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    So yeah, in the hope of obtaining a scholarship, I am hoping to be able to apply to my university of choice in October (for the academic year 2017-2018), Is that considered an early application? What is considered an early application in your opinion?
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    What sort of funding are you hoping for? Research Council studentship schemes have a closing date in Dec/Jan and all will be advertised from about October. Other adhoc studentships will be advertised as and when. Oxbridge has a system all of its own and seems to have a very early Jan deadline nor just for funding but for place.

    Yes, you can apply 'early' but this doesnt mean you are any more likely to get funding - it isnt 'first in first served'. Take time to identify that the dept has the right academics/interests and what their funding is/how it works. Just firing off an application with 'I'd like to be considered for funding' in October wont be what matters. Have you emailed any likely academics with a brief 'this is who I am, this is what I's like to do, is this the sort of project/topic your dept would be interested in?' type email. If it is, then follow this up with a 'I will need funding, what is available and when should I apply?' email. Applications arriving out of the blue usually are not as successful as those that follow up contact already made. Have you written the best application possible? If you are still at Uni then its a good idea to show your 'statement' to a friendly academic for comments/advice - and their advice about the Uni/dept you have approached. And, of course, you must tell any referees what you are applying for, and ask them if they would like a copy of your 'statement'.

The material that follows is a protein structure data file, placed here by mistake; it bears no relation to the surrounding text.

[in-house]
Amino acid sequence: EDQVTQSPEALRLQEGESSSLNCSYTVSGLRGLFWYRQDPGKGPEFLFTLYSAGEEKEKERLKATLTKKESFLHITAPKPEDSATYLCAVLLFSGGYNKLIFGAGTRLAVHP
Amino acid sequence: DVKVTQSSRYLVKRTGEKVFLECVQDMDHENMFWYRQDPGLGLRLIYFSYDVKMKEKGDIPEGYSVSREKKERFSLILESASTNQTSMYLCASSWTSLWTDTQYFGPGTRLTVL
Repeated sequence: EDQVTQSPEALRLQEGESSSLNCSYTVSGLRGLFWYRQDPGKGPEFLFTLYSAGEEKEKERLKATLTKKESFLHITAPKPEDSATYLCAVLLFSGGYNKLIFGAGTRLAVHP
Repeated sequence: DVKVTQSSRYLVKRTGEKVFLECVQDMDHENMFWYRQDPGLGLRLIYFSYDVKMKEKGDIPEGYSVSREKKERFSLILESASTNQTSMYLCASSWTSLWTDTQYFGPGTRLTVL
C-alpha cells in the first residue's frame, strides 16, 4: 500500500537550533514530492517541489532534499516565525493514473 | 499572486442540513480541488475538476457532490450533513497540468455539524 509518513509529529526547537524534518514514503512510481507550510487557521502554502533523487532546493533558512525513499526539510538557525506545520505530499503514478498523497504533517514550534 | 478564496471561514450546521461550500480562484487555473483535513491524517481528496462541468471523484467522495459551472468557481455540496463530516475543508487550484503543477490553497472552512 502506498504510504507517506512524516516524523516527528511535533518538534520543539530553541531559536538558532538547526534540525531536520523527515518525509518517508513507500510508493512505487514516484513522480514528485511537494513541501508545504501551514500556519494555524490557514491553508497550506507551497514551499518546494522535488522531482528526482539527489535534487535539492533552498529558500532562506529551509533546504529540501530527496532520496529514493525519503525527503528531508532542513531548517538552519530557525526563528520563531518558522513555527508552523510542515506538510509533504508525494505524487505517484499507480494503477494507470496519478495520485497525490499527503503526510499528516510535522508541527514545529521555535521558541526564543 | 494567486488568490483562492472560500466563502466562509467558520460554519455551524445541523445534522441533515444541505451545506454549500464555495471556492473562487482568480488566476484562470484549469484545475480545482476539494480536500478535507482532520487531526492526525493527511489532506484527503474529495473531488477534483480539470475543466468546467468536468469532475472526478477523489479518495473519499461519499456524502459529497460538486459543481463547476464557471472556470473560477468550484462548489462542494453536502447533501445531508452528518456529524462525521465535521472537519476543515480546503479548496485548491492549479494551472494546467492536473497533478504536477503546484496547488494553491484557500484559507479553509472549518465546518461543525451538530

Much of the process of getting funding is gradual and is almost like a form of 'flirting' - academics like being approached by potential students (its an ego thing) and if they like what you are suggesting they will 'push' for you in any competitive funding. Even if you are applying for a specific advertised project studentship then an email 'This is my background, does this fit what you are looking for' email is also sensible. Short emails, or chatting to them at conferences etc, is always the way to start, and before you actually put in an application.